How to be a PAL. Your Student Life for the Week of July 26, 2020

July 26, 2020

The Buckeye Peer Access Line (PAL) is a non-crisis peer-to-peer support line through the Student Life Student Wellness Center that provides space for students to engage in brief phone conversations in order to gain support and learn about campus resources. Common conversation topics range from adjusting to college and university life, balancing stress management, feeling pressure to succeed, navigating social identities and much more. During summer term, PAL operates Monday – Thursday from 8 p.m. - midnight, and Friday from 2 - 6 p.m. You can access PAL by calling 614-514-3333 during these hours.

Buckeye PAL was created FOR students BY students to further establish a “culture of care.” 

The co-founders of Buckeye PAL, Emily Kearney and Carmen Greiner wanted to make sure that all Buckeyes feel supported and cared for through establishing a “Culture of Care” at the University. 

One way you can support your peers is by being a PAL for your friends and fellow Buckeyes.

Here are 3 tips for how to be a PAL… even if you’re not a PAL volunteer.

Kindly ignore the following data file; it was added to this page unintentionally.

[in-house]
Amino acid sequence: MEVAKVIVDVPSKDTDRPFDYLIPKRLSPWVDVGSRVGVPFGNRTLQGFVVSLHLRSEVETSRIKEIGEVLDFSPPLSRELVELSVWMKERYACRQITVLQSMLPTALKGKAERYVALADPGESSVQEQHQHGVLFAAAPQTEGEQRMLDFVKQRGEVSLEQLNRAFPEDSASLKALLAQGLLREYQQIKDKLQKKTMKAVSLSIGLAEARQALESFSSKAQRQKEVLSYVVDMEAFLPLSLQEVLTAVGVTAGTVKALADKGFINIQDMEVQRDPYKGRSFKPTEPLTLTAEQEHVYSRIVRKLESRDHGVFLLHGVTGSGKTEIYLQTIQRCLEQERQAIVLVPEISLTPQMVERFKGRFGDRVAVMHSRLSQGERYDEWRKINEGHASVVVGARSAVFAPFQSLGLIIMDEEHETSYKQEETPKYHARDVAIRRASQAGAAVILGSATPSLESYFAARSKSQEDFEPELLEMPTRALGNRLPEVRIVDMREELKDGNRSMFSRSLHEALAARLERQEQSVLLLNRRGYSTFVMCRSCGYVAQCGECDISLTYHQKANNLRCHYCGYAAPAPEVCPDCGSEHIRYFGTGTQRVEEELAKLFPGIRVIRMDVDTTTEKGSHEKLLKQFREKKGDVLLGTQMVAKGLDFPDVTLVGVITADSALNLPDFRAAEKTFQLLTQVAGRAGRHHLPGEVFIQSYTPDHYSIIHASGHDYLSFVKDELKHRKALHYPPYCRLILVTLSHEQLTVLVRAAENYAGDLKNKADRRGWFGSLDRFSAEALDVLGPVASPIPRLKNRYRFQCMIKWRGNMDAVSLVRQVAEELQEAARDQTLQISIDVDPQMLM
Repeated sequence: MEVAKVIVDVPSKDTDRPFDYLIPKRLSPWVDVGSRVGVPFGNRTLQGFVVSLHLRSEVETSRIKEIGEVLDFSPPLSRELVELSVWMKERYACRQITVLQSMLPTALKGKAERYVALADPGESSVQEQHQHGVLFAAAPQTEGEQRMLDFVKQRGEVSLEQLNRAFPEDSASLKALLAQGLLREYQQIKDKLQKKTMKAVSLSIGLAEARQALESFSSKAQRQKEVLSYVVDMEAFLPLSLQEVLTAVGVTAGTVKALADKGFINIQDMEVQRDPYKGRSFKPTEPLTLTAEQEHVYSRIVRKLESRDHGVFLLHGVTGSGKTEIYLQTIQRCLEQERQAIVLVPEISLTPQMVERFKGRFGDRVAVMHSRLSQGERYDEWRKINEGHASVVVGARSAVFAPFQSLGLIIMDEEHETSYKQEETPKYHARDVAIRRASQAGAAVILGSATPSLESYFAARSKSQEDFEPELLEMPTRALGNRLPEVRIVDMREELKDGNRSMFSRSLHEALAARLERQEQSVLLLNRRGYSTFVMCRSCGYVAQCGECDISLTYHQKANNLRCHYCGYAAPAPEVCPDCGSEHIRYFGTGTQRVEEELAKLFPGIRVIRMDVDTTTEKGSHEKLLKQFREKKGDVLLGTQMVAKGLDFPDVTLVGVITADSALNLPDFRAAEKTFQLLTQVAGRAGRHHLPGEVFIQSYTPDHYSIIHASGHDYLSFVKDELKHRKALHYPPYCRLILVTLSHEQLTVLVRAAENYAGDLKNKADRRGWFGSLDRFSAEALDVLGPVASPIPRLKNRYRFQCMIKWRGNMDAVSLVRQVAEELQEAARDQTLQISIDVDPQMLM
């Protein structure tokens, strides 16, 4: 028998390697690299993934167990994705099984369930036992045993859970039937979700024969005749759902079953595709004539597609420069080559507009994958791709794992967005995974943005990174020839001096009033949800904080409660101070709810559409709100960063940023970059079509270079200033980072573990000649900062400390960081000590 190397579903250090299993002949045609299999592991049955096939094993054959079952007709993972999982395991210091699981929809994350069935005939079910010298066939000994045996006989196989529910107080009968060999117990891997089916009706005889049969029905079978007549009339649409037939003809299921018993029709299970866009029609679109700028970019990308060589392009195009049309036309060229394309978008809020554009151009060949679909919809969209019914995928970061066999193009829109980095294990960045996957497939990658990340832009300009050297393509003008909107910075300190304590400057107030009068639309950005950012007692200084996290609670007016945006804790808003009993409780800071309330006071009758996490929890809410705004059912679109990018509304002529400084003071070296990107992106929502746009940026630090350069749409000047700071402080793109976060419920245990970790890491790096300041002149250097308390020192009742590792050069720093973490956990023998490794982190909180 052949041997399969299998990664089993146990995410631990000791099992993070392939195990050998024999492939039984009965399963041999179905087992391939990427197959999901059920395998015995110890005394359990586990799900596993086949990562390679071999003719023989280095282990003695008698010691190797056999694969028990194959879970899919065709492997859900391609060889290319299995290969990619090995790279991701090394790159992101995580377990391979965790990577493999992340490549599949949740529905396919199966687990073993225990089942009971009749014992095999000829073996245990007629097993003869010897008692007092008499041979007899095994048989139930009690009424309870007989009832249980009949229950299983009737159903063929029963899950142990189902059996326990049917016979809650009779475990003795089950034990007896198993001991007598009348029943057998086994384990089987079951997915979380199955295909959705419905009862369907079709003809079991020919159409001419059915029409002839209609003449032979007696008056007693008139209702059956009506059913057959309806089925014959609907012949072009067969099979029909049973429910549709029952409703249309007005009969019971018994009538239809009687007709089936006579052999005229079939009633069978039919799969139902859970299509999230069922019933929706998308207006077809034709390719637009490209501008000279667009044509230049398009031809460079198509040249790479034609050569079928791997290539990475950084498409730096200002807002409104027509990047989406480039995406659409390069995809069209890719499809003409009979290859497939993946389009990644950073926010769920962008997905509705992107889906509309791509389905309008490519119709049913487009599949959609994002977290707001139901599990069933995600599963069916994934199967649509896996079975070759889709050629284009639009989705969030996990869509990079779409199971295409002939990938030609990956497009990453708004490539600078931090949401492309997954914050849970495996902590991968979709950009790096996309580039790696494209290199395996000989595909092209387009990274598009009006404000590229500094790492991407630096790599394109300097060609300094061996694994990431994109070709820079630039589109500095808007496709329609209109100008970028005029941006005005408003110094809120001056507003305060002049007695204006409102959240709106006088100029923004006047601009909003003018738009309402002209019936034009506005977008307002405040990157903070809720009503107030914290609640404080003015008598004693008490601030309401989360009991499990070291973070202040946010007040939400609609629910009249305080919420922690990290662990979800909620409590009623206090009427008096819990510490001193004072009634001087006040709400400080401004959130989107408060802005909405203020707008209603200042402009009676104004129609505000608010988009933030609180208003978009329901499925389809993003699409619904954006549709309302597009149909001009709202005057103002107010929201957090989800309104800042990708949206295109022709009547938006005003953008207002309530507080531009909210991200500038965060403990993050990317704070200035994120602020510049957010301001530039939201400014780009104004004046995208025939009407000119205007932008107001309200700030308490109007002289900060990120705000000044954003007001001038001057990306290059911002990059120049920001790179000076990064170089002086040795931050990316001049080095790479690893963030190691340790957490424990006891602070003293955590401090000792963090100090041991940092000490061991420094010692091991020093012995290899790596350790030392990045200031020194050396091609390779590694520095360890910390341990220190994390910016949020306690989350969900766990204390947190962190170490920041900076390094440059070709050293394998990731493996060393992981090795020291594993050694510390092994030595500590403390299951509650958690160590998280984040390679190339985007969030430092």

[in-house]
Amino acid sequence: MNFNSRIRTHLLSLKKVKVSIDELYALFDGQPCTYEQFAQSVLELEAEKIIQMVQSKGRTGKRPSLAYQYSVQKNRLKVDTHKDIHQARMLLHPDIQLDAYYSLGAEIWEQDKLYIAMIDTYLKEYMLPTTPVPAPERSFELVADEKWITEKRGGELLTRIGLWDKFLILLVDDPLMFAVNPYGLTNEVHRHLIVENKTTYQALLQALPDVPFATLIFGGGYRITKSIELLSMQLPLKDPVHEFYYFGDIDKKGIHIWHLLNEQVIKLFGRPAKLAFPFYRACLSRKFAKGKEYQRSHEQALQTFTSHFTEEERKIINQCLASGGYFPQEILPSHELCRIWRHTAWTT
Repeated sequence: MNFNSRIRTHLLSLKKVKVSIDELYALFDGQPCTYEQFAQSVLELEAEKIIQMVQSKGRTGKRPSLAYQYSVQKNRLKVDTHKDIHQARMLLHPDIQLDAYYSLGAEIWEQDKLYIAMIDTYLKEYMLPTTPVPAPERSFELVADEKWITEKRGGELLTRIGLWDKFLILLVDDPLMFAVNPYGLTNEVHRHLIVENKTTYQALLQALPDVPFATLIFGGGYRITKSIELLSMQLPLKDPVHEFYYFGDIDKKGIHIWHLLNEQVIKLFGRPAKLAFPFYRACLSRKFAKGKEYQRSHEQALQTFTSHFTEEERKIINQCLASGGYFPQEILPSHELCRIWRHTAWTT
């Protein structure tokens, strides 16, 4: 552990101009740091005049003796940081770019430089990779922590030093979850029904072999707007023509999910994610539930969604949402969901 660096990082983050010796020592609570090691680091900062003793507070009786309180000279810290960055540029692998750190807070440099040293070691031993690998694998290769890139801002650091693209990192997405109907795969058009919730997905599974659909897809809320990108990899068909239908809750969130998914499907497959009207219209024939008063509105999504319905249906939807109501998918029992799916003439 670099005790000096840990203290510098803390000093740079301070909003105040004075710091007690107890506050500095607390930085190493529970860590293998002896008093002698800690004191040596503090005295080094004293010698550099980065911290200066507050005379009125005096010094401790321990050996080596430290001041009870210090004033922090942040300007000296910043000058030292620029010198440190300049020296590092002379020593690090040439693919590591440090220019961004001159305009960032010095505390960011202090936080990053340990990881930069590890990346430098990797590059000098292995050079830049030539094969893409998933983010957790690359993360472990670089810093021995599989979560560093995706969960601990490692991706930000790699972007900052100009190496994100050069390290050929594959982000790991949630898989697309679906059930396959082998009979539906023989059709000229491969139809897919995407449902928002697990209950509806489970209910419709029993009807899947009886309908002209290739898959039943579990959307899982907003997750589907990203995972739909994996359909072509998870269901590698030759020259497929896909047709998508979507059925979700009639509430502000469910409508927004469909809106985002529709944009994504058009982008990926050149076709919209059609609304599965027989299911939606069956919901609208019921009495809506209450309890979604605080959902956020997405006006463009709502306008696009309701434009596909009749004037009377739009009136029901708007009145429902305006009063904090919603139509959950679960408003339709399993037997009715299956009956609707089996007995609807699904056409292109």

P – Pay attention to your friend’s behavioral changes. Take time to notice how they may be acting different. Do they seem to be a little more irritable than normal? Have they suddenly stopped doing many of the activities that they once enjoyed? Are they talking less? Sleeping more? Do they constantly seem to be overwhelmed? 

A – Ask open-ended questions. After you notice any behavioral changes with your friends, it is important to ask open-ended questions. Be mindful of not placing any judgement or making any assumptions by asking leading questions. Here is an example below: 

Open-ended: What have you done to take care of yourself lately?
Leading:  Don’t you think you should be getting better sleep? 

L- Listen to understand rather than listening to respond. Oftentimes, we can get so focused on trying to offer advice to a friend or immediately “fix” a problem that we don’t actually listen to our friends in a way that makes them feel heard. A good way to make your friend feel heard is by offering a brief summary of what you heard or understood your friend say.

You will be amazed at how these 3 simple tips can make a difference on the sustainability and well-being of your friendships! For further tips, you can check out this article from Ohio State Insights

Ivory Levert 

Program Manager 
Student Life Student Wellness Center